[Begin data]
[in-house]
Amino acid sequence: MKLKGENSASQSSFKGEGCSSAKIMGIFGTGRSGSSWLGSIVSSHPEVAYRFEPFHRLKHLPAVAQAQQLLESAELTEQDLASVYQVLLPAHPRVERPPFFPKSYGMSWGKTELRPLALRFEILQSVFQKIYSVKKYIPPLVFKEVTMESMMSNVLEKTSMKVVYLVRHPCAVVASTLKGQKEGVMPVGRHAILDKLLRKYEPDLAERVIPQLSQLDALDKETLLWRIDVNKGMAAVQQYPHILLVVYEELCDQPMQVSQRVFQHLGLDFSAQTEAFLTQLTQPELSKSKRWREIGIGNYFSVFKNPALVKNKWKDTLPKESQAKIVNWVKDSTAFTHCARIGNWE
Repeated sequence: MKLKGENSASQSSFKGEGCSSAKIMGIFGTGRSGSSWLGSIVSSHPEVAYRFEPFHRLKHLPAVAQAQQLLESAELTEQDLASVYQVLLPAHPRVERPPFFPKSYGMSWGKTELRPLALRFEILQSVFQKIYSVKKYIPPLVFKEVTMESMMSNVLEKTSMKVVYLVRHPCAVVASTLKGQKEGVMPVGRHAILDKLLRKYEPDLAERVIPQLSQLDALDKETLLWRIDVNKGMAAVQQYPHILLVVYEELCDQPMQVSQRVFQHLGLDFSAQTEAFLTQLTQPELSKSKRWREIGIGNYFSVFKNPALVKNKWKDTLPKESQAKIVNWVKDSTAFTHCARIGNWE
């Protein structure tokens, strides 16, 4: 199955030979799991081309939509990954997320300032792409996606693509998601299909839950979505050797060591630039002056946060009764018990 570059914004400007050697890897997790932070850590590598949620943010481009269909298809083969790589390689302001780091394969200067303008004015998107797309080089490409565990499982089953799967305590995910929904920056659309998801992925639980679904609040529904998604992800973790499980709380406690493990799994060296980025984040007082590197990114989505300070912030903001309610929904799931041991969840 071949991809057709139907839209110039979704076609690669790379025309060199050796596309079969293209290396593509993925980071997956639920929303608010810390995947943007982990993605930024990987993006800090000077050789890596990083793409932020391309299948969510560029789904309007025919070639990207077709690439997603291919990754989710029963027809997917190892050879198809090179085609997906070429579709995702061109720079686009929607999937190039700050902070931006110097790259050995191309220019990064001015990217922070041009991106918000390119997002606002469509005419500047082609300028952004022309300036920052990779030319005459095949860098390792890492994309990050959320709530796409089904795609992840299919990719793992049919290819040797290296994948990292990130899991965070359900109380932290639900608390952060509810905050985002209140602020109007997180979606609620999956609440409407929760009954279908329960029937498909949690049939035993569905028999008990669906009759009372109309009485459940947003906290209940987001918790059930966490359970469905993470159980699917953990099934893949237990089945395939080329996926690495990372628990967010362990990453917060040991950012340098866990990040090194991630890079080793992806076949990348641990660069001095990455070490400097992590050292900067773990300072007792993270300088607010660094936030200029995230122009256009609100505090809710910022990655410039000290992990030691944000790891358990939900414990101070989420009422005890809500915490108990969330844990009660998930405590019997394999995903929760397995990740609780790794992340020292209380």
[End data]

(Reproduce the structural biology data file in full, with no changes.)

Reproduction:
[in-house]
Amino acid sequence: MKLKGENSASQSSFKGEGCSSAKIMGIFGTGRSGSSWLGSIVSSHPEVAYRFEPFHRLKHLPAVAQAQQLLESAELTEQDLASVYQVLLPAHPRVERPPFFPKSYGMSWGKTELRPLALRFEILQSVFQKIYSVKKYIPPLVFKEVTMESMMSNVLEKTSMKVVYLVRHPCAVVASTLKGQKEGVMPVGRHAILDKLLRKYEPDLAERVIPQLSQLDALDKETLLWRIDVNKGMAAVQQYPHILLVVYEELCDQPMQVSQRVFQHLGLDFSAQTEAFLTQLTQPELSKSKRWREIGIGNYFSVFKNPALVKNKWKDTLPKESQAKIVNWVKDSTAFTHCARIGNWE
Repeated sequence: MKLKGENSASQSSFKGEGCSSAKIMGIFGTGRSGSSWLGSIVSSHPEVAYRFEPFHRLKHLPAVAQAQQLLESAELTEQDLASVYQVLLPAHPRVERPPFFPKSYGMSWGKTELRPLALRFEILQSVFQKIYSVKKYIPPLVFKEVTMESMMSNVLEKTSMKVVYLVRHPCAVVASTLKGQKEGVMPVGRHAILDKLLRKYEPDLAERVIPQLSQLDALDKETLLWRIDVNKGMAAVQQYPHILLVVYEELCDQPMQVSQRVFQHLGLDFSAQTEAFLTQLTQPELSKSKRWREIGIGNYFSVFKNPALVKNKWKDTLPKESQAKIVNWVKDSTAFTHCARIGNWE
């Protein structure tokens, strides 16, 4: 199955030979799991081309939509990954997320300032792409996606693509998601299909839950979505050797060591630039002056946060009764018990 570059914004400007050697890897997790932070850590590598949620943010481009269909298809083969790589390689302001780091394969200067303008004015998107797309080089490409565990499982089953799967305590995910929904920056659309998801992925639980679904609040529904998604992800973790499980709380406690493990799994060296980025984040007082590197990114989505300070912030903001309610929904799931041991969840 071949991809057709139907839209110039979704076609690669790379025309060199050796596309079969293209290396593509993925980071997956639920929303608010810390995947943007982990993605930024990987993006800090000077050789890596990083793409932020391309299948969510560029789904309007025919070639990207077709690439997603291919990754989710029963027809997917190892050879198809090179085609997906070429579709995702061109720079686009929607999937190039700050902070931006110097790259050995191309220019990064001015990217922070041009991106918000390119997002606002469509005419500047082609300028952004022309300036920052990779030319005459095949860098390792890492994309990050959320709530796409089904795609992840299919990719793992049919290819040797290296994948990292990130899991965070359900109380932290639900608390952060509810905050985002209140602020109007997180979606609620999956609440409407929760009954279908329960029937498909949690049939035993569905028999008990669906009759009372109309009485459940947003906290209940987001918790059930966490359970469905993470159980699917953990099934893949237990089945395939080329996926690495990372628990967010362990990453917060040991950012340098866990990040090194991630890079080793992806076949990348641990660069001095990455070490400097992590050292900067773990300072007792993270300088607010660094936030200029995230122009256009609100505090809710910022990655410039000290992990030691944000790891358990939900414990101070989420009422005890809500915490108990969330844990009660998930405590019997394999995903929760397995990740609780790794992340020292209380």